I am starting to feel as if we may have reached the correct dosage for my antidepressants. It’s only taken 3 months and lots of ups and downs, but I have actually felt pretty good for most of this week. Probably not a definitive end but definitely some firm steps in the right direction.
So, with my mood feeling like it is under control, I still have some real areas of concern that I feel strong enough to at least look at – if not tackle.
SLEEP – SOCIAL MEDIA ADDICTION – FOOD CHOICES – EXERCISE
You see, I have come to the conclusion that all of these things affect each other. When one is out of balance ALL will be impacted. Of course, the above mentioned mood is also associated and impacted but with my mood feeling okay – now is the time to consider what that impact is.
Sleep or unsatisfactory amounts and quality, is a huge negative in my life. So much so that I fear I may be developing a sleep phobia. Sleep has always been my stress reliever, ever since I was a child. I went through a stage, when young, where I broke my arm and injured a few more bits and pieces. I always remembered going to the hospital for cast changes (I was in plaster for 3 months) and coming home and sleeping for hours. It restored me and I needed it to be able to continue on with my life. But now ….
I know all the things I need to do to improve my sleeping habits and I actually do SOME of them religiously but my loneliness and desire for connectivity is driving my social media addiction. Which is in turn, making me less connected in the real life interactions that come my way in day to day life.
I am actually feeling uncomfortable writing these thoughts down at the moment! Surely a clue to their importance and truth.
I know there is a knock on effect when it comes to food and exercise. Sitting at a computer leaves me with no sense of real time and I actually have alarms set on my phone to remind me to eat! Once sucked into the vortex of social media, convenience food and bingeing becomes my modus operandi, if left to my own device. This in turn effects the way I shop for groceries – looking for the easy fix meals which are notoriously full of sugar and fat. I am learning that it is not about self control – or lack of. But rather, it is about habits! Yes, habits! Learning and practising new habits is the key for me and it is not easy!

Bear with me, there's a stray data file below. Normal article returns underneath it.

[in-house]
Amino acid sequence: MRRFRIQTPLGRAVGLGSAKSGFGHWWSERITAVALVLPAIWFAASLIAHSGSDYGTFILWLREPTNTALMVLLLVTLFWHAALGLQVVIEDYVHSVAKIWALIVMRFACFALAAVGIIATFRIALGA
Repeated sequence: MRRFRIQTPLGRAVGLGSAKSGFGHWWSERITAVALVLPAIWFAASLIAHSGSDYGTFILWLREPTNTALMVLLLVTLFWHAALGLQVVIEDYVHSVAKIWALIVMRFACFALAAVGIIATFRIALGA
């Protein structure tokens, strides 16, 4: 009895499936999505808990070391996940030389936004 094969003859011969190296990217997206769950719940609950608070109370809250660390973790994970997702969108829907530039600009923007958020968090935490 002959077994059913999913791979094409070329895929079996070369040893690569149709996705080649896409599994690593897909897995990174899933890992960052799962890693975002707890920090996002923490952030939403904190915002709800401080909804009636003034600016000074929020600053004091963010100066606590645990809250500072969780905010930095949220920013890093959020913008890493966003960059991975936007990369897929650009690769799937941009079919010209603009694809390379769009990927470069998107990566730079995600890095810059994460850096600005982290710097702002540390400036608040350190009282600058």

The same knock on affect happens with respect to exercise. I loathe exercise. I was a sporting person the whole of my life and was good at it. But it has taken me 57 years to work out that I only played sport for the social interactions and not for the healthy, fitness and sense of well being that I now desire.
So I sit at my computer, feeling tired after a night of poor sleep, looking for that connection with people I so desire, eating crappy shit, with aches and pains and swollen feet, hoping for a better nights sleep later that day! So as my psychologist says to me …. How’s that working for you? And of course my answer is …. It’s not!
Change is scary and therefore not my friend – or so I tell myself about a hundred times a day! But what if change IS my friend? It will still be scary but I have learned that scary does not always mean bad. Obviously, big change is required here but I am guilty of setting myself up for failure by making sure that the change I attempt is so big that I can do nothing but fail. I become my own self fulfilling prophecy – where the only result possible will be to fail.
Starting today, I am endeavouring to make some small changes in the hope that I will be able to create good habits to build on. They are as follows:
- Keep a sleep diary.
- Remove social media apps from my phone – only able to check on my computer.
- Write a list and stick to it when shopping for groceries.
- Do something outside of the house every day.
There you have it – 4 tiny, manageable changes on which to build. Of course, most professionals say it takes the average person at least 66 days to break a habit or form a new one! But I have nothing to lose because the other way wasn’t working for me – was it?